Member stories: Mark Pritchard
Mark works with businesses and organisations in a chairman and mentoring capacity to help them grow and evolve. He has been an RNLI Lifeboats Council member since 2013. We sit down with Mark to talk about how he first got into sailing and why he’s chosen to be a Pure Latitude member for 11 years.
“I learnt to sail with my wife before we were married. We wanted to do something different together so we learnt to dinghy sail in the Solent, and that sparked the idea to charter a yacht in the Caribbean for our honeymoon. We completed the Yachtmaster theory and Day Skipper practical courses in the UK. After passing, we sailed around the Windward Islands for 3 weeks – which was a wonderful time, if something of a baptism of fire at times! But the experience cemented our love of sailing together.
After that, we wanted to do more sailing but it felt quite difficult to know how to do it. Chartering a boat can be expensive, the boat quality is very mixed and you need to plan a long way in advance. Chartering isn’t very flexible which we found an issue, especially given unpredictable UK weather as novice sailors. I started toying with the idea of buying a boat, despite the high annual mooring and boat upkeep costs. I couldn’t see how else to sail regularly so in 2011 I went to the London Boat Show with the intention of buying. That’s where I met Martin, the founder of Pure Latitude. He introduced me to his boat club model. There was nothing else like it at the time and we loved the idea of access to a range of boats, flexibility, training, and support. It made a lot of sense and I joined within a week.
When my wife and I first joined Pure Latitude we were not confident sailors. Initially, we needed someone to hold our hands while we gained confidence, especially as we wanted to go sailing with our young children. It was great to have access to experienced skippers who helped us learn simple techniques that made sailing with the children easier, safe, and fun.
The team at Pure Latitude simplifies sailing. They are always happy to advise you where to go, what to watch out for, and fun (or challenging) activities. That’s the sort of advice you don’t get when chartering, or when you own a boat.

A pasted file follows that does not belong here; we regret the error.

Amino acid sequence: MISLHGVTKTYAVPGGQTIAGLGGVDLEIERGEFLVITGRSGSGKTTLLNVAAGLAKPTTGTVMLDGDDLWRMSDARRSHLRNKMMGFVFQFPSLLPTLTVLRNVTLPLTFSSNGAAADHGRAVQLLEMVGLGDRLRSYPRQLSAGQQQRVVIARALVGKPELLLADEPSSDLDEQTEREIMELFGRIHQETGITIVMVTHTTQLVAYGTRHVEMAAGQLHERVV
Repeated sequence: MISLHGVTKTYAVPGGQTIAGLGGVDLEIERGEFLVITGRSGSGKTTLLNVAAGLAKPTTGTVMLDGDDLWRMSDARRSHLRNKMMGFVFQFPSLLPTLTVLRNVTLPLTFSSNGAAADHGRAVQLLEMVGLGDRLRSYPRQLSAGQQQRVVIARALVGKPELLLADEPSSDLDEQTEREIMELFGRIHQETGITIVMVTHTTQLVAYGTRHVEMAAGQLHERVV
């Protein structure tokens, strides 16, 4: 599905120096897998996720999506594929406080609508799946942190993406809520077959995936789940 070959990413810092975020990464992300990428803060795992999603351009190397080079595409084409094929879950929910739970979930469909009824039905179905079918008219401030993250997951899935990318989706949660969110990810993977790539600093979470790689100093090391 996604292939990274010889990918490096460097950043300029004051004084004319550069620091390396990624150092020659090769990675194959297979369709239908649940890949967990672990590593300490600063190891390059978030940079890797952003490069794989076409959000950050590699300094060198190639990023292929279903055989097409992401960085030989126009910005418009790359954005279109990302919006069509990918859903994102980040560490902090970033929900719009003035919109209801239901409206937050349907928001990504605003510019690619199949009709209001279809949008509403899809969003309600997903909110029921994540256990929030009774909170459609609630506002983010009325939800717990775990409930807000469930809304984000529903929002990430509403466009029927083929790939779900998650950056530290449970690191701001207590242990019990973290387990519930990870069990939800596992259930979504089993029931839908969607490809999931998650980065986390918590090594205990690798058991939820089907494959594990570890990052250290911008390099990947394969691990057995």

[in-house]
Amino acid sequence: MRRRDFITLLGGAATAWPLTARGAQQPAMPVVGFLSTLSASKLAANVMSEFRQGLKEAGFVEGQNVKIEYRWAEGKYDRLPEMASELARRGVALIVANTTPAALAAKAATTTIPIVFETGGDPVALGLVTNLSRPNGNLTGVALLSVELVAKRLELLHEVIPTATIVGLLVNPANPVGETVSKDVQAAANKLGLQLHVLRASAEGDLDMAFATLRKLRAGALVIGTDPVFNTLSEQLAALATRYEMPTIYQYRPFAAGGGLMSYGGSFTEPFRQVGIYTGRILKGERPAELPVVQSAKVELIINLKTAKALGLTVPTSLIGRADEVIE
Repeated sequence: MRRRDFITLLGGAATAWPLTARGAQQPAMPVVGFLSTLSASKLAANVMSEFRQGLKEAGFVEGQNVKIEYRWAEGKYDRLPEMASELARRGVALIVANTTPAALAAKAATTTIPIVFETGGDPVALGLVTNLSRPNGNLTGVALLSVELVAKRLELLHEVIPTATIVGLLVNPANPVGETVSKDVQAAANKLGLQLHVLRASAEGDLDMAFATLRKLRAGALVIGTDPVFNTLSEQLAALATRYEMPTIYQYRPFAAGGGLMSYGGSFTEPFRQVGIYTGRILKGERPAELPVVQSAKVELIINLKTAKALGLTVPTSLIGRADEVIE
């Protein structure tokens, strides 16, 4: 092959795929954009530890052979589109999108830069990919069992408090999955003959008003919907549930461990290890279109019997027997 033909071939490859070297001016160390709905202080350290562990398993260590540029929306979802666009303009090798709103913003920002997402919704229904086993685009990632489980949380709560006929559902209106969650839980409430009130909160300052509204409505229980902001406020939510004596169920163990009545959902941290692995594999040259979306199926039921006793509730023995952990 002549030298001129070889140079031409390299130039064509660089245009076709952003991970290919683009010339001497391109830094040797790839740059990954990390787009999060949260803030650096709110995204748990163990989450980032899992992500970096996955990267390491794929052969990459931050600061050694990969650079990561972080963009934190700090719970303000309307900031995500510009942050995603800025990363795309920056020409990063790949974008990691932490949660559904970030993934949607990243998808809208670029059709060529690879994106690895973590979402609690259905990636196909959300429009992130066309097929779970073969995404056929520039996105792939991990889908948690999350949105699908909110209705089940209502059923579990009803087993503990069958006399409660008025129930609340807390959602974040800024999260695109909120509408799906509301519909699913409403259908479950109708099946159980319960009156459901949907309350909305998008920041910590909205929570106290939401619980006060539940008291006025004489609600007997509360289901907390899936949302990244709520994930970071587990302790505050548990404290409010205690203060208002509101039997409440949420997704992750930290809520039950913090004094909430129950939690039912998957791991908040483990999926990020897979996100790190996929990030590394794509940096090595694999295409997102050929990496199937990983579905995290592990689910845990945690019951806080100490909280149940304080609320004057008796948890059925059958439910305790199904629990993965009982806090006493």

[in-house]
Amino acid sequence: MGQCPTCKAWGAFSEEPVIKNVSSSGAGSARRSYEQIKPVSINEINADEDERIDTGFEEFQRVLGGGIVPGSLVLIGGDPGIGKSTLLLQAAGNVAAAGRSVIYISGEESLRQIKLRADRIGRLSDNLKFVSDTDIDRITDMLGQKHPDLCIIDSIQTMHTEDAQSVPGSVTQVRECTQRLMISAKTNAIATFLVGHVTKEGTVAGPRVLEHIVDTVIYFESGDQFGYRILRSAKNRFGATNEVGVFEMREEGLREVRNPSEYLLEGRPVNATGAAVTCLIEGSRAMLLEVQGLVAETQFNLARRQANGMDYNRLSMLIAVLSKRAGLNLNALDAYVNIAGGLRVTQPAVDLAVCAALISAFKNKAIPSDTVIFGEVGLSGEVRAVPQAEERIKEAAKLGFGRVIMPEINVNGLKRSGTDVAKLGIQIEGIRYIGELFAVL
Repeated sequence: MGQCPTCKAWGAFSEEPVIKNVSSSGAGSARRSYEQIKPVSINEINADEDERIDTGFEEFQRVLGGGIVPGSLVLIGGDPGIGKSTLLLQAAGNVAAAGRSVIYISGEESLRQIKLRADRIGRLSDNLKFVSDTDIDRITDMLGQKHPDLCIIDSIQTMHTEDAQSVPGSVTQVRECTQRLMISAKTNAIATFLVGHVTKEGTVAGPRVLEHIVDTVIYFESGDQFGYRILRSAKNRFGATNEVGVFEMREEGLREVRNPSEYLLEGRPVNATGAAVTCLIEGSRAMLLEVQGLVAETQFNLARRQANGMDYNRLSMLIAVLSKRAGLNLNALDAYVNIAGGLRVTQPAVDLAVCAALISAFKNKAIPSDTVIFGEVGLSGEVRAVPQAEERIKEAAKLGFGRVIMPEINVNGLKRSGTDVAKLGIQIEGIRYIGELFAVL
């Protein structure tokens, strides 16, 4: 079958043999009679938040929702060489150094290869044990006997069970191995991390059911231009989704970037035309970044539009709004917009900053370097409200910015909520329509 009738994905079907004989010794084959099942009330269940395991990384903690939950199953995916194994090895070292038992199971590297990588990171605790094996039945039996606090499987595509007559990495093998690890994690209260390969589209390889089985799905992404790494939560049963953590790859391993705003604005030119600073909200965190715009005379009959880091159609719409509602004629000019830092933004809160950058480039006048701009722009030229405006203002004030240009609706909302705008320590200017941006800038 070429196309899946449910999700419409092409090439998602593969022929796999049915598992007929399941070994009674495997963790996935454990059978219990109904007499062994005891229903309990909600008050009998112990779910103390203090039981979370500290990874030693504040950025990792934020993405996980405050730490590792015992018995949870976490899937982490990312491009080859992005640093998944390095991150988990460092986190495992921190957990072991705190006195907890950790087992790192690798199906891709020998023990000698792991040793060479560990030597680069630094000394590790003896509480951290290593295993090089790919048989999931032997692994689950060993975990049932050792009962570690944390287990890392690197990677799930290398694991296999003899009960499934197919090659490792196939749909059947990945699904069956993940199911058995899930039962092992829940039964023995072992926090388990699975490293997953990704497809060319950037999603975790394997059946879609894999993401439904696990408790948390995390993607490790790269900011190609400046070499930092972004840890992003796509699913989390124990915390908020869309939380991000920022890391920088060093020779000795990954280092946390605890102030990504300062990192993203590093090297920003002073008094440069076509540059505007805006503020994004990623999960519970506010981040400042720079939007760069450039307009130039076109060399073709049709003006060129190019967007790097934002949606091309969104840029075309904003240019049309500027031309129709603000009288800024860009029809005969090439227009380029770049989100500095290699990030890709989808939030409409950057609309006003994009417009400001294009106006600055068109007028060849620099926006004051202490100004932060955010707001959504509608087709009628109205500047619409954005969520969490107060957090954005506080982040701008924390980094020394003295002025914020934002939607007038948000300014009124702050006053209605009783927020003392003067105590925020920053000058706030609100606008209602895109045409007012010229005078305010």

I’ve been a member for 11 years. Year in and year out we’ve done regular sailing, and we’ve massively improved our skills. The professional boating courses I’ve done with the club have also been valuable – such as park it like a pro, boat systems, night sailing, and I did my RYA coastal skipper last year. The great thing about being part of the club is once you’ve completed a training course, boats are available to take out and practice, so it really cements your learning. I definitely do more sailing because of my Pure Latitude membership.
Emily, my daughter, is 18. She really enjoyed the sailing trip we did last summer. She’d got stuck in and was keen to learn; trimming the sail, helming, getting involved in the navigation. Membership is a great way to get young people into the sport. She encouraged me to take her racing – which I hadn’t done before – so I signed us up for one of the PL team race events.
Unfortunately on the day I wasn’t very well, so I couldn’t go. She bravely decided to go on her own. The PL team took good care of her and she had a great day. She came back and said, “I want to go again!”. So recently we took part in one of the JOG races in the Solent – which was a really exciting, fun, and social experience.
Our children are at the age where they are increasingly independent and so having fun outdoors, learning, and having adventures together creates treasured family memories. When you can share a common experience, adventure, or interest with them, it’s very special.
“One of the fondest memories I have on the water is an event that Martin told us about. He suggested that we take a Pure Latitude boat from Plymouth in the summer and watch the National Firework Championships held there. Three firework displays every night for two days in summer. It was magical. We lay on the deck in our sleeping bags as a family watching the fireworks. We would never have known about it if we hadn’t been club members.”
Generally, we like variety. My boys, Ollie and Ben, love a bustling marina, and my wife and I prefer a quiet anchorage. That’s the beauty of boating, you can choose. If you don’t want to see another soul you don’t have to, which of course has been particularly valuable over the last 2 years with the pandemic.
“Last September I took my old university buddies out sailing for a couple of nights – their first time sailing – and we had a brilliant few days together. Being able to share my membership with family and friends means a lot and is a big part of what makes boating with Pure Latitude special for me.”